How does each substituent functional group of oseltamivir lose its activity against virulent H5N1 influenza mutants?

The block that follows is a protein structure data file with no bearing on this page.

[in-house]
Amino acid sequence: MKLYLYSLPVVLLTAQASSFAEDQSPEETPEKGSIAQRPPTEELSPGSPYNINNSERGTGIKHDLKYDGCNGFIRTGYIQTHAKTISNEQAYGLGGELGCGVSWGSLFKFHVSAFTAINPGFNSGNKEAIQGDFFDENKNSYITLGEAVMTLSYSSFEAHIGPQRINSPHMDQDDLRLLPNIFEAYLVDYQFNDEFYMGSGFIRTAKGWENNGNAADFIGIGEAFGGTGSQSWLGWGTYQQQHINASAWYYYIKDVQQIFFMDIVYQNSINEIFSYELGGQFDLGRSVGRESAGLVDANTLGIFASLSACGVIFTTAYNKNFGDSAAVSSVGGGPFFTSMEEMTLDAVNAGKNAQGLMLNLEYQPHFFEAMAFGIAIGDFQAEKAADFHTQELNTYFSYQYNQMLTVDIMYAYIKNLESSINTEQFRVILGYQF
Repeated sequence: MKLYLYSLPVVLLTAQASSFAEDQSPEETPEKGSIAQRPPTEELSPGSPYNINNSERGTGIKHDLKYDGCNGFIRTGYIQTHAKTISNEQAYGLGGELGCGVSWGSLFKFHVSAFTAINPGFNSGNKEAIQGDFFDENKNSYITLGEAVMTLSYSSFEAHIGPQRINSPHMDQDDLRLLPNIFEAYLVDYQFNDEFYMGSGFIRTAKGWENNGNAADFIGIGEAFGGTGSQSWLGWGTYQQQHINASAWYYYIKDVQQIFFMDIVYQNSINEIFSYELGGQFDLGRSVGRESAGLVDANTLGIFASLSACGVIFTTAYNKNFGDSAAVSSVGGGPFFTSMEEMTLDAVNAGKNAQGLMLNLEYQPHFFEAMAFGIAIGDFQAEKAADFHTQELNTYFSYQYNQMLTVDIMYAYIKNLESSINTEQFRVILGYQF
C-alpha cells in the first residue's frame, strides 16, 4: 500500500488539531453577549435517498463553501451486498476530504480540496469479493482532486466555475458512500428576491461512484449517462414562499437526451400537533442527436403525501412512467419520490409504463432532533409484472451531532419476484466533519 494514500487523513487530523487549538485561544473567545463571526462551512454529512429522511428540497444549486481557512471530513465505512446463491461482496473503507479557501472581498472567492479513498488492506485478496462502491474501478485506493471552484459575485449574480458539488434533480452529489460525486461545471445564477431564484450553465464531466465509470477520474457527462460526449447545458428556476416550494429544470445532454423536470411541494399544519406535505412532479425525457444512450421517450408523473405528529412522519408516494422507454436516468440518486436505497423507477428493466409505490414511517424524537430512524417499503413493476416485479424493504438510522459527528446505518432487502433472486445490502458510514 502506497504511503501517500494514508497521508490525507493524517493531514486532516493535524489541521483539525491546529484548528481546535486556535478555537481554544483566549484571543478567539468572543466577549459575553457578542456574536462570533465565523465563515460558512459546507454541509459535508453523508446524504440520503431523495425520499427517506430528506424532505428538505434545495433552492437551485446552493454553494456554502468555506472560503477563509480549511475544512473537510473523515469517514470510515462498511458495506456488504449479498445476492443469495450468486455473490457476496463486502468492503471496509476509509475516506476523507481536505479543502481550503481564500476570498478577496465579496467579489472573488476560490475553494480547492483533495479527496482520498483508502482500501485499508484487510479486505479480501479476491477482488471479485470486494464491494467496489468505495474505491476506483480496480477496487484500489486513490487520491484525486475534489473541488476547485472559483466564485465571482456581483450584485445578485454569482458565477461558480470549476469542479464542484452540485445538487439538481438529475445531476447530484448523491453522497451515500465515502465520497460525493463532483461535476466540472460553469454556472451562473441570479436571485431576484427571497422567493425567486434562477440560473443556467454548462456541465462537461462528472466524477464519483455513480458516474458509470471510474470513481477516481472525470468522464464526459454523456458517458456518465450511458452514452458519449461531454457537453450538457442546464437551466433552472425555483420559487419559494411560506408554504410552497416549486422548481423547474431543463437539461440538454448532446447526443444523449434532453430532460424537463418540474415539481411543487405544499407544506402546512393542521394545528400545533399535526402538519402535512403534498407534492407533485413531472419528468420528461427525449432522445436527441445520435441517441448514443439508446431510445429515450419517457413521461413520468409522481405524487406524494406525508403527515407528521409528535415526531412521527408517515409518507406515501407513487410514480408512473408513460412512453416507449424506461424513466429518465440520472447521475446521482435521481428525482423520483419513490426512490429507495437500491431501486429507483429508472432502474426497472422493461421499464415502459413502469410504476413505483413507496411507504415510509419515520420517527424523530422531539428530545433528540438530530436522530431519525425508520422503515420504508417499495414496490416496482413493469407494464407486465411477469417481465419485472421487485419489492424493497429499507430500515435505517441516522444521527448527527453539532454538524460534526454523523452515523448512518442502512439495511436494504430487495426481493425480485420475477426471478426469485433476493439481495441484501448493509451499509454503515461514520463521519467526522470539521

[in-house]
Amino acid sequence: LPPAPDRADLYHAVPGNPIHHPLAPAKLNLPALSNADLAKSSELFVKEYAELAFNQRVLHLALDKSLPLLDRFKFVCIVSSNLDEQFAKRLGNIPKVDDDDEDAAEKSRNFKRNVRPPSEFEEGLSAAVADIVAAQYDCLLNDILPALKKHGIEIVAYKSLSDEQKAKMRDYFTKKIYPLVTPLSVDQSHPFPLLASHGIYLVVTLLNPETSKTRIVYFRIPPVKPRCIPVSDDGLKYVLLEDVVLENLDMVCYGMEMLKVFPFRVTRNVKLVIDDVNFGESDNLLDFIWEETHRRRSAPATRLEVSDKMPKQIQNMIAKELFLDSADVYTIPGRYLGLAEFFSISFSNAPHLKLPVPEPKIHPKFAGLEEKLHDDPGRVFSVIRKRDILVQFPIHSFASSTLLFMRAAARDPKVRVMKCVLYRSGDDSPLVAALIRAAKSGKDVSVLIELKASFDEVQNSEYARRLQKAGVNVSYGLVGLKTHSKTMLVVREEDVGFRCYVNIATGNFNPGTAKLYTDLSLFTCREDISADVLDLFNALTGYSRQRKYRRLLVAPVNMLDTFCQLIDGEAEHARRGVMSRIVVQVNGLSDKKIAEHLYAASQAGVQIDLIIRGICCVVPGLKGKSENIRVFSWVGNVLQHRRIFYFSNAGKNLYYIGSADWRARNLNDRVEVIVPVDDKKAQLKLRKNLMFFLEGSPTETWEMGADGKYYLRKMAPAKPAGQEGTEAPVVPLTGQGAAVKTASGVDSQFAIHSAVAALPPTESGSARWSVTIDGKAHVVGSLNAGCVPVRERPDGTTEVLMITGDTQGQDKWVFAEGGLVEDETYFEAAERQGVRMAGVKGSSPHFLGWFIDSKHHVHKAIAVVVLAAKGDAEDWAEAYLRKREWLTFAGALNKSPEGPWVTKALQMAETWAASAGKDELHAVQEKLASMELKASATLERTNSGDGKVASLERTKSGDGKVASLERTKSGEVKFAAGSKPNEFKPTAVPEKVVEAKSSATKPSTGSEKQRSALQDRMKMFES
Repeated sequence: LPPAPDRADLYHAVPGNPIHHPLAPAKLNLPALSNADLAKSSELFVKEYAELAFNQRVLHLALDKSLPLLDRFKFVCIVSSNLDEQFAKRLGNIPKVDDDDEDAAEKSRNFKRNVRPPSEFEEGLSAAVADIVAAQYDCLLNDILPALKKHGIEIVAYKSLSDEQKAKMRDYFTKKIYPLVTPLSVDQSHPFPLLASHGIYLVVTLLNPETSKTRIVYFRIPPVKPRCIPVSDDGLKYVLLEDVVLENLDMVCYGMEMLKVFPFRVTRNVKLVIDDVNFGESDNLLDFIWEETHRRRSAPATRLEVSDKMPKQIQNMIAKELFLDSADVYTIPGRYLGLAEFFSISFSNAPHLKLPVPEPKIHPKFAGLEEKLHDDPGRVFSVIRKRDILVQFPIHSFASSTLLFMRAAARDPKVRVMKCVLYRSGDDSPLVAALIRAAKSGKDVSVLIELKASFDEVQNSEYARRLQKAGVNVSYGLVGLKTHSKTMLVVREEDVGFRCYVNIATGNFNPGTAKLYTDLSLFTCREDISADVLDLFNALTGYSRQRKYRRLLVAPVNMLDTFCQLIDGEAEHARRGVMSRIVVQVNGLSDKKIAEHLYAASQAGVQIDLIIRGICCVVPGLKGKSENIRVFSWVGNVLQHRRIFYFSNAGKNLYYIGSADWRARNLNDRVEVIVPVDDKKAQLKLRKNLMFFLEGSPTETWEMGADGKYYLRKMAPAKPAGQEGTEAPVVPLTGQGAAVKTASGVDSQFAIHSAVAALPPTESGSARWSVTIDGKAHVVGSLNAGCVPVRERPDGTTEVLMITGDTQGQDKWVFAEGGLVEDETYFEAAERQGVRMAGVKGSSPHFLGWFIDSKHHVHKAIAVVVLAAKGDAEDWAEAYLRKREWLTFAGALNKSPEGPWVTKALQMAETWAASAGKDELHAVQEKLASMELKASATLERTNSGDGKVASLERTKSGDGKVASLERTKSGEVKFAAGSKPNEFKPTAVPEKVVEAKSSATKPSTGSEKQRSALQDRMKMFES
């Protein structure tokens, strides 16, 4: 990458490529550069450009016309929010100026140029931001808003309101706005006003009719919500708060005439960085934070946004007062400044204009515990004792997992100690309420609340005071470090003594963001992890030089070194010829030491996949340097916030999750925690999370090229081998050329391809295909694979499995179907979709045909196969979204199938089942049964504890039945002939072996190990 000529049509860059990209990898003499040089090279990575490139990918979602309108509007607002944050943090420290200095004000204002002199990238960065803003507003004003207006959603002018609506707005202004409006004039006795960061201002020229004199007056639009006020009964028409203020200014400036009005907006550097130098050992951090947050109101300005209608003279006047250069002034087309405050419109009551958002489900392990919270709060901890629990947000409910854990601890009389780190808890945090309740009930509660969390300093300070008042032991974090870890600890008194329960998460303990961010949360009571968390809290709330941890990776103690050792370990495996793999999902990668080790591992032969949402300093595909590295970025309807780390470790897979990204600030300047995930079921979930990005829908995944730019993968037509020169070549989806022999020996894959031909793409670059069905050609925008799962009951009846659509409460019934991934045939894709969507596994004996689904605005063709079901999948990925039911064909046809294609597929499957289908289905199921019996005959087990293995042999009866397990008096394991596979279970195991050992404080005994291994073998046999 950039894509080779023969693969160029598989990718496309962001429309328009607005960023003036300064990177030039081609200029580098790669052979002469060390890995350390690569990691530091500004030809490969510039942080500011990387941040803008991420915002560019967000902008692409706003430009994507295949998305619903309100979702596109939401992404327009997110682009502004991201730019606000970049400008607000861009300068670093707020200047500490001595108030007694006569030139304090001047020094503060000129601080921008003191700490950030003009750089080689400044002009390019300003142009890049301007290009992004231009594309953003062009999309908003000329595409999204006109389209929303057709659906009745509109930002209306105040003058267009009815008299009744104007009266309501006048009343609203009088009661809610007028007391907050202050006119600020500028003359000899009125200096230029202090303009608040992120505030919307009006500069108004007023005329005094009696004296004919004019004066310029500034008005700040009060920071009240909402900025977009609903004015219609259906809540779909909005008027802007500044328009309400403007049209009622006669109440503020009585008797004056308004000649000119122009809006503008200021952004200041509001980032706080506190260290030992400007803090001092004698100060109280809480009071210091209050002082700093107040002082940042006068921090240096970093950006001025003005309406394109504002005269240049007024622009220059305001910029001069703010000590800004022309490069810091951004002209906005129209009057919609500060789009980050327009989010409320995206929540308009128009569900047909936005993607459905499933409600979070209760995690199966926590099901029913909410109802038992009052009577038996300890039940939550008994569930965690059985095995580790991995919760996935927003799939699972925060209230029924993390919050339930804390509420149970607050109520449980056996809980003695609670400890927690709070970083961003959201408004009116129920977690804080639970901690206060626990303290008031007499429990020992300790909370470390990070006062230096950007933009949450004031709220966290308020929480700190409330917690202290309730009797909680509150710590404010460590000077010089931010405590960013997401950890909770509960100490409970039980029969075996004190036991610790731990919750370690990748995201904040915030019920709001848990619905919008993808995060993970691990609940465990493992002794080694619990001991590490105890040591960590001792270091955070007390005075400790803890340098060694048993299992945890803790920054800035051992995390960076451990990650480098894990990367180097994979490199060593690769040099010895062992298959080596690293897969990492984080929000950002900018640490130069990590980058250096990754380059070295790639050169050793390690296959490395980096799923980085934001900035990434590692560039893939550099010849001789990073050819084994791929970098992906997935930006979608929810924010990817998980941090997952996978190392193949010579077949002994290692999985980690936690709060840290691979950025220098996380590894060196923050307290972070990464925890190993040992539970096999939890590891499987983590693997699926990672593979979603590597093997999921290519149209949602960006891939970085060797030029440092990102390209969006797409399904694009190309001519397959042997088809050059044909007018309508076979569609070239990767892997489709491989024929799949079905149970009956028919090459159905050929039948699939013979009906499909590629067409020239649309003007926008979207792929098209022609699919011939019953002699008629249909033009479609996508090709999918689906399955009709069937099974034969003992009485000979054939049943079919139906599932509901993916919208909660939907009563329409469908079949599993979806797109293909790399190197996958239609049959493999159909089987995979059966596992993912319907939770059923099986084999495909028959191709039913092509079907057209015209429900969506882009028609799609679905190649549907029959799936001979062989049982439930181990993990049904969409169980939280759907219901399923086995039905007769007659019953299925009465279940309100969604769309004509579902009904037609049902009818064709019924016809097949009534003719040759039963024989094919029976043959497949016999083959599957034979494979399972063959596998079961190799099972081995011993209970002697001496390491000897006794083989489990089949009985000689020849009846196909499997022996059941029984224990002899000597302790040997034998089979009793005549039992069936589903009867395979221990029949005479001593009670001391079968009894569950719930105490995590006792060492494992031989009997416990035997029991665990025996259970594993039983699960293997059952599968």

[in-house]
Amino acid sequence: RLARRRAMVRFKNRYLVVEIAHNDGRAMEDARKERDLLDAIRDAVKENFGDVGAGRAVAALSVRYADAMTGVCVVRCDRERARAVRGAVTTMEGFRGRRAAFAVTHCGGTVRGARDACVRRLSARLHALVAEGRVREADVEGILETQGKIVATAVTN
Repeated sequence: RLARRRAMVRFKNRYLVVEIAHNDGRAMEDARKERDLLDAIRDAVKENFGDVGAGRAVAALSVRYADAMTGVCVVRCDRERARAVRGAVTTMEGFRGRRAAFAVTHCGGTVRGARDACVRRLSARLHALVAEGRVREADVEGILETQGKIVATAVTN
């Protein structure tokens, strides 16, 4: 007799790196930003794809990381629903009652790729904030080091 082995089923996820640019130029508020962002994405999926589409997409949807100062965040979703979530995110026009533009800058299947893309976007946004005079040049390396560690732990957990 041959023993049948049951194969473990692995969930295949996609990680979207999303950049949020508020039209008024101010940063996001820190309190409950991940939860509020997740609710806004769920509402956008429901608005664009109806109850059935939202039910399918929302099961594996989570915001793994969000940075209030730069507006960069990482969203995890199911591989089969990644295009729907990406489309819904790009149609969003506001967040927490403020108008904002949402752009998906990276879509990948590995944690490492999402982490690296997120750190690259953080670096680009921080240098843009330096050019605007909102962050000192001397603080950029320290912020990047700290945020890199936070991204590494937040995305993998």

The linear interaction energy (LIE) method has been applied to the calculation of the binding free energies of 15 inhibitors of the enzyme neuraminidase. This is a particularly challenging system for this methodology since the protein conformation and the number of tightly bound water molecules in the active site are known to change for different inhibitors. It is not clear that the basic LIE method will calculate the contributions to the binding free energies arising from these effects correctly. Application of the basic LIE equation yielded an rms error with respect to experiment of 1.51 kcal mol(-1) for the free energies of binding. To determine whether it is appropriate to include extra terms in the LIE equation, a detailed statistical analysis was undertaken. Multiple linear regression (MLR) is often used to determine the significance of terms in a fitting equation; this method is inappropriate for the current system owing to the highly correlated nature of the descriptor variables. Use of MLR in other applications of the LIE equation is therefore not recommended without a correlation analysis being performed first. Here factor analysis was used to determine the number of useful dimensions contained within the data and, hence, the maximum number of variables to be considered when specifying a model or equation. Biased fitting methods using orthogonalized components were then used to generate the most predictive model. The final model gave a q(2) of 0.74 and contained van der Waals and electrostatic energy terms. This result was obtained without recourse to prior knowledge and was based solely on the information content of the data.